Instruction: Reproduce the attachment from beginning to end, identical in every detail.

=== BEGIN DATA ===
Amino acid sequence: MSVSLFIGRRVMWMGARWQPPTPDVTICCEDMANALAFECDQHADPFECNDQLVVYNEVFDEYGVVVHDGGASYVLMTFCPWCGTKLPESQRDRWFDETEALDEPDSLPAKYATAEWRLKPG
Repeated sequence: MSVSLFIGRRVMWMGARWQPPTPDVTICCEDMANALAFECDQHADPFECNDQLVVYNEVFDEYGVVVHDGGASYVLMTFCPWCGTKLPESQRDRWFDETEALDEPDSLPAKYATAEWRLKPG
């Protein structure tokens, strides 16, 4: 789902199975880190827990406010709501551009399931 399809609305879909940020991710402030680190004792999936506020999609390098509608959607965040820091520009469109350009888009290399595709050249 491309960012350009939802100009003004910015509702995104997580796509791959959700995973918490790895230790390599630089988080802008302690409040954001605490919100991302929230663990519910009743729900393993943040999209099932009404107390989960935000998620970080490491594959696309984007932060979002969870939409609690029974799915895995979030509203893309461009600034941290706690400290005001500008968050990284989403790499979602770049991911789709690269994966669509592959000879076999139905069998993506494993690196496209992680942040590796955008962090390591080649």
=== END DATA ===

Amino acid sequence: MSVSLFIGRRVMWMGARWQPPTPDVTICCEDMANALAFECDQHADPFECNDQLVVYNEVFDEYGVVVHDGGASYVLMTFCPWCGTKLPESQRDRWFDETEALDEPDSLPAKYATAEWRLKPG
Repeated sequence: MSVSLFIGRRVMWMGARWQPPTPDVTICCEDMANALAFECDQHADPFECNDQLVVYNEVFDEYGVVVHDGGASYVLMTFCPWCGTKLPESQRDRWFDETEALDEPDSLPAKYATAEWRLKPG
């Protein structure tokens, strides 16, 4: 789902199975880190827990406010709501551009399931 399809609305879909940020991710402030680190004792999936506020999609390098509608959607965040820091520009469109350009888009290399595709050249 491309960012350009939802100009003004910015509702995104997580796509791959959700995973918490790895230790390599630089988080802008302690409040954001605490919100991302929230663990519910009743729900393993943040999209099932009404107390989960935000998620970080490491594959696309984007932060979002969870939409609690029974799915895995979030509203893309461009600034941290706690400290005001500008968050990284989403790499979602770049991911789709690269994966669509592959000879076999139905069998993506494993690196496209992680942040590796955008962090390591080649």